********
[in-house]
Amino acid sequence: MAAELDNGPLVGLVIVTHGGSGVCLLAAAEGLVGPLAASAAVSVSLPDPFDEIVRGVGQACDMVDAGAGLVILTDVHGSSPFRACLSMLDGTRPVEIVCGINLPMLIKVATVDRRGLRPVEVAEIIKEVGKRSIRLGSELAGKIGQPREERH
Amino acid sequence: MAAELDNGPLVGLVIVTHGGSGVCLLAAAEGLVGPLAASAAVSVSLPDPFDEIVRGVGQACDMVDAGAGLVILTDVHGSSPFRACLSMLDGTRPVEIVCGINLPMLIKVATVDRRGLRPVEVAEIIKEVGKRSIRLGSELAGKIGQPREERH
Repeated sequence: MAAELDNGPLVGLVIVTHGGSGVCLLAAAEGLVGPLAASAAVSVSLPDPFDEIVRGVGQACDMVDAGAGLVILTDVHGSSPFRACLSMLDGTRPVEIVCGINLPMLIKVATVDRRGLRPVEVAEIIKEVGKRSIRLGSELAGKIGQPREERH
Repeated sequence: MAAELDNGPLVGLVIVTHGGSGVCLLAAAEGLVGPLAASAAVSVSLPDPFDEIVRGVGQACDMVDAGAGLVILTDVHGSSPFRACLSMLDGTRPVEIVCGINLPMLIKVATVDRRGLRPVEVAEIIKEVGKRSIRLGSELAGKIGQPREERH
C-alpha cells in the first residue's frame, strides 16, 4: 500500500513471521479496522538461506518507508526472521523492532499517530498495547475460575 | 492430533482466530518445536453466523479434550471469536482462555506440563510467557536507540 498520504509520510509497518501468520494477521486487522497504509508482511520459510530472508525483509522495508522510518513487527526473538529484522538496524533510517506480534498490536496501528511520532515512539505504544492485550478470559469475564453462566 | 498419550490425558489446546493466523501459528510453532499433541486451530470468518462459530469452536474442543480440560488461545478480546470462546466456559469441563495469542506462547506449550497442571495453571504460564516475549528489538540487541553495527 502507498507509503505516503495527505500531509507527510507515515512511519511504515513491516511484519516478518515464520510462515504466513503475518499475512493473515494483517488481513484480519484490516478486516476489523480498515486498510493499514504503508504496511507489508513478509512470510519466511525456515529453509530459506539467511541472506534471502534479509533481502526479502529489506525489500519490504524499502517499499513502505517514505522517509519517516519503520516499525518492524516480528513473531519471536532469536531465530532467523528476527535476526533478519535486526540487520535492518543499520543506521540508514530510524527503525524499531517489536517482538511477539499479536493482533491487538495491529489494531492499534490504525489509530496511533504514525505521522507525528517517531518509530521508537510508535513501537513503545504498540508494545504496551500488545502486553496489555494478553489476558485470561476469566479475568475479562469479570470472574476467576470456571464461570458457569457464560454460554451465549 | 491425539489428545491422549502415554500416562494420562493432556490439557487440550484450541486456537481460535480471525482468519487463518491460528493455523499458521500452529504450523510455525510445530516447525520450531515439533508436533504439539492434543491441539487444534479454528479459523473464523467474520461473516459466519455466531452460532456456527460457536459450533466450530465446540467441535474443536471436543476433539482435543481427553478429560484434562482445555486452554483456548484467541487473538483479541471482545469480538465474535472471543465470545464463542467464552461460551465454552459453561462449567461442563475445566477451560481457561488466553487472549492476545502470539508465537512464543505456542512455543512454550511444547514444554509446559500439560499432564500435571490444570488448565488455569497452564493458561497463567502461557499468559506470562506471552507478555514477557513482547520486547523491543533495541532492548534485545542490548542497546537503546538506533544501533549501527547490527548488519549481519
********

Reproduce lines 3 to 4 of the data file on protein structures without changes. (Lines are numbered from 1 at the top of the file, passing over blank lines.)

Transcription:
Amino acid sequence: MAAELDNGPLVGLVIVTHGGSGVCLLAAAEGLVGPLAASAAVSVSLPDPFDEIVRGVGQACDMVDAGAGLVILTDVHGSSPFRACLSMLDGTRPVEIVCGINLPMLIKVATVDRRGLRPVEVAEIIKEVGKRSIRLGSELAGKIGQPREERH
Repeated sequence: MAAELDNGPLVGLVIVTHGGSGVCLLAAAEGLVGPLAASAAVSVSLPDPFDEIVRGVGQACDMVDAGAGLVILTDVHGSSPFRACLSMLDGTRPVEIVCGINLPMLIKVATVDRRGLRPVEVAEIIKEVGKRSIRLGSELAGKIGQPREERH